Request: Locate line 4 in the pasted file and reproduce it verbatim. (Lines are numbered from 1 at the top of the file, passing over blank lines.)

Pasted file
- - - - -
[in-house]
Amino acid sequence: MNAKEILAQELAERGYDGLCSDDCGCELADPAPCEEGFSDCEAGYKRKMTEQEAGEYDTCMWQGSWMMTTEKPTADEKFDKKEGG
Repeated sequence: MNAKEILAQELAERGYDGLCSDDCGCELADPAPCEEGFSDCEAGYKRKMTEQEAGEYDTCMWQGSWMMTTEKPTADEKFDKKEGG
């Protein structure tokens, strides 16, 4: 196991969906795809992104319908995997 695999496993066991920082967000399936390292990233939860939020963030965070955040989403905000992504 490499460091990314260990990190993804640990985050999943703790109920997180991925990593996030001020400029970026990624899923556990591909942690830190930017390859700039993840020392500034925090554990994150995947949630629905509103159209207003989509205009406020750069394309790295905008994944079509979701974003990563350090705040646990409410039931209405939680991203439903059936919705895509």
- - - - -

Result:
């Protein structure tokens, strides 16, 4: 196991969906795809992104319908995997 695999496993066991920082967000399936390292990233939860939020963030965070955040989403905000992504 490499460091990314260990990190993804640990985050999943703790109920997180991925990593996030001020400029970026990624899923556990591909942690830190930017390859700039993840020392500034925090554990994150995947949630629905509103159209207003989509205009406020750069394309790295905008994944079509979701974003990563350090705040646990409410039931209405939680991203439903059936919705895509």